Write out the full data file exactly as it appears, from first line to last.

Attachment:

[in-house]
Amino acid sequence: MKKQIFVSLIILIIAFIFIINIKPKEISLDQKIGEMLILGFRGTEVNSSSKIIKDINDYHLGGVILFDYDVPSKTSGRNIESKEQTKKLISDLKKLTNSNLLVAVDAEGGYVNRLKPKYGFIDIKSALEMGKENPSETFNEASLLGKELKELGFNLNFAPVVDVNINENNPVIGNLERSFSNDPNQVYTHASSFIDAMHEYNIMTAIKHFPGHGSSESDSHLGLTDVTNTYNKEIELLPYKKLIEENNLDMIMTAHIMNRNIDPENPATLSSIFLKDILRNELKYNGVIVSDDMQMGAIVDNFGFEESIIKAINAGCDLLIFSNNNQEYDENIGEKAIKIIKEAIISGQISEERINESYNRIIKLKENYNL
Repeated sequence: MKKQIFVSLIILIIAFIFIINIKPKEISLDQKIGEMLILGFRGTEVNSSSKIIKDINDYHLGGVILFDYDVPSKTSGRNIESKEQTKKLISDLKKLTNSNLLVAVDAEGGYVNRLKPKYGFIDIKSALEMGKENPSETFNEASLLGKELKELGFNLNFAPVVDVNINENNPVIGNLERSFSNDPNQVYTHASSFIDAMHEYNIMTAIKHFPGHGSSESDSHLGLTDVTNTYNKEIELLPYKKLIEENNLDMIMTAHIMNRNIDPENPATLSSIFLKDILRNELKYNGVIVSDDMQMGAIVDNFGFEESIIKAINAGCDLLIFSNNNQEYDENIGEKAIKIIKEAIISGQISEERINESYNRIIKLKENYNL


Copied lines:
[in-house]
Amino acid sequence: MKKQIFVSLIILIIAFIFIINIKPKEISLDQKIGEMLILGFRGTEVNSSSKIIKDINDYHLGGVILFDYDVPSKTSGRNIESKEQTKKLISDLKKLTNSNLLVAVDAEGGYVNRLKPKYGFIDIKSALEMGKENPSETFNEASLLGKELKELGFNLNFAPVVDVNINENNPVIGNLERSFSNDPNQVYTHASSFIDAMHEYNIMTAIKHFPGHGSSESDSHLGLTDVTNTYNKEIELLPYKKLIEENNLDMIMTAHIMNRNIDPENPATLSSIFLKDILRNELKYNGVIVSDDMQMGAIVDNFGFEESIIKAINAGCDLLIFSNNNQEYDENIGEKAIKIIKEAIISGQISEERINESYNRIIKLKENYNL
Repeated sequence: MKKQIFVSLIILIIAFIFIINIKPKEISLDQKIGEMLILGFRGTEVNSSSKIIKDINDYHLGGVILFDYDVPSKTSGRNIESKEQTKKLISDLKKLTNSNLLVAVDAEGGYVNRLKPKYGFIDIKSALEMGKENPSETFNEASLLGKELKELGFNLNFAPVVDVNINENNPVIGNLERSFSNDPNQVYTHASSFIDAMHEYNIMTAIKHFPGHGSSESDSHLGLTDVTNTYNKEIELLPYKKLIEENNLDMIMTAHIMNRNIDPENPATLSSIFLKDILRNELKYNGVIVSDDMQMGAIVDNFGFEESIIKAINAGCDLLIFSNNNQEYDENIGEKAIKIIKEAIISGQISEERINESYNRIIKLKENYNL